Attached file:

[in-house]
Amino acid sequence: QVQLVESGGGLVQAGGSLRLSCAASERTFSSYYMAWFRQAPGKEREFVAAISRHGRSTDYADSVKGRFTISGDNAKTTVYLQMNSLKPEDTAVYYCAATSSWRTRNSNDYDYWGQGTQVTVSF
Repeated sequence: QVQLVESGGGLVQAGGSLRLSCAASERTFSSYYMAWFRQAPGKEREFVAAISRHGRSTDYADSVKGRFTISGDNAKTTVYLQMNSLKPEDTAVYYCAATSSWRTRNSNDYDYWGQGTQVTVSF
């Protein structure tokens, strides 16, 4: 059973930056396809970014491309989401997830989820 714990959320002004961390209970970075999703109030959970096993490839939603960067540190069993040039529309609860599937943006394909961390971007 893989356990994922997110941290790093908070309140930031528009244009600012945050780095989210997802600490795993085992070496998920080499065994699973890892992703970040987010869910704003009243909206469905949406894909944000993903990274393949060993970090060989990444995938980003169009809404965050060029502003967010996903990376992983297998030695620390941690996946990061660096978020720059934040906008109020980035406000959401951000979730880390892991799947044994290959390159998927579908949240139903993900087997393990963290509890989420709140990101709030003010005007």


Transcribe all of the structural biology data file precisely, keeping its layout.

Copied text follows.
[in-house]
Amino acid sequence: QVQLVESGGGLVQAGGSLRLSCAASERTFSSYYMAWFRQAPGKEREFVAAISRHGRSTDYADSVKGRFTISGDNAKTTVYLQMNSLKPEDTAVYYCAATSSWRTRNSNDYDYWGQGTQVTVSF
Repeated sequence: QVQLVESGGGLVQAGGSLRLSCAASERTFSSYYMAWFRQAPGKEREFVAAISRHGRSTDYADSVKGRFTISGDNAKTTVYLQMNSLKPEDTAVYYCAATSSWRTRNSNDYDYWGQGTQVTVSF
């Protein structure tokens, strides 16, 4: 059973930056396809970014491309989401997830989820 714990959320002004961390209970970075999703109030959970096993490839939603960067540190069993040039529309609860599937943006394909961390971007 893989356990994922997110941290790093908070309140930031528009244009600012945050780095989210997802600490795993085992070496998920080499065994699973890892992703970040987010869910704003009243909206469905949406894909944000993903990274393949060993970090060989990444995938980003169009809404965050060029502003967010996903990376992983297998030695620390941690996946990061660096978020720059934040906008109020980035406000959401951000979730880390892991799947044994290959390159998927579908949240139903993900087997393990963290509890989420709140990101709030003010005007």